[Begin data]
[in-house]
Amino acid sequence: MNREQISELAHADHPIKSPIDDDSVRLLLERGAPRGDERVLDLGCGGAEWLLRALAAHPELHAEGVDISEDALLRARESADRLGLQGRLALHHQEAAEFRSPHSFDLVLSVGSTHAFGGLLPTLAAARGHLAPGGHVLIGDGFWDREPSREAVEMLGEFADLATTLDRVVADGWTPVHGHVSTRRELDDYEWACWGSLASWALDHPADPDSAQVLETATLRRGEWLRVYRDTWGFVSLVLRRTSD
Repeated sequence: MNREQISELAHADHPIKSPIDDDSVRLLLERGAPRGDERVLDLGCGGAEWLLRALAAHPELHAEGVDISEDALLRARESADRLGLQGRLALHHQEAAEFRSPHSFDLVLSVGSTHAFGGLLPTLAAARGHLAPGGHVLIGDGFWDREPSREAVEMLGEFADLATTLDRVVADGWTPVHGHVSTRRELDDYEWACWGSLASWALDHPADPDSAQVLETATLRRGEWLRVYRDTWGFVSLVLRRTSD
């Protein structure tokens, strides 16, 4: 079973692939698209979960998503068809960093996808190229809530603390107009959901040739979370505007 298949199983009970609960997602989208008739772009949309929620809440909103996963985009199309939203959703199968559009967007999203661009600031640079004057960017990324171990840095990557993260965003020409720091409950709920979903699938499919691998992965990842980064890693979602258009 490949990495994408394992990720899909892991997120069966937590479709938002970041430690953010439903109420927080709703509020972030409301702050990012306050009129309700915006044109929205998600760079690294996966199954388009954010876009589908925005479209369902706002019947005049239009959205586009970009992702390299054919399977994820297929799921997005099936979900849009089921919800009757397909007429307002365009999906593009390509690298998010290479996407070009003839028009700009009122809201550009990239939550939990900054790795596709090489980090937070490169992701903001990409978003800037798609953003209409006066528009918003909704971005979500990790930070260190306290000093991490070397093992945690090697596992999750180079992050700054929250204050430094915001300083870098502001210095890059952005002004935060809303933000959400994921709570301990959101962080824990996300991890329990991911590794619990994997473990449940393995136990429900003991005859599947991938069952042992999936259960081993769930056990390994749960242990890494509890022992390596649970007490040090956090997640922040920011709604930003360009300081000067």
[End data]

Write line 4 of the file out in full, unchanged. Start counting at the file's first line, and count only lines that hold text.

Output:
């Protein structure tokens, strides 16, 4: 079973692939698209979960998503068809960093996808190229809530603390107009959901040739979370505007 298949199983009970609960997602989208008739772009949309929620809440909103996963985009199309939203959703199968559009967007999203661009600031640079004057960017990324171990840095990557993260965003020409720091409950709920979903699938499919691998992965990842980064890693979602258009 490949990495994408394992990720899909892991997120069966937590479709938002970041430690953010439903109420927080709703509020972030409301702050990012306050009129309700915006044109929205998600760079690294996966199954388009954010876009589908925005479209369902706002019947005049239009959205586009970009992702390299054919399977994820297929799921997005099936979900849009089921919800009757397909007429307002365009999906593009390509690298998010290479996407070009003839028009700009009122809201550009990239939550939990900054790795596709090489980090937070490169992701903001990409978003800037798609953003209409006066528009918003909704971005979500990790930070260190306290000093991490070397093992945690090697596992999750180079992050700054929250204050430094915001300083870098502001210095890059952005002004935060809303933000959400994921709570301990959101962080824990996300991890329990991911590794619990994997473990449940393995136990429900003991005859599947991938069952042992999936259960081993769930056990390994749960242990890494509890022992390596649970007490040090956090997640922040920011709604930003360009300081000067």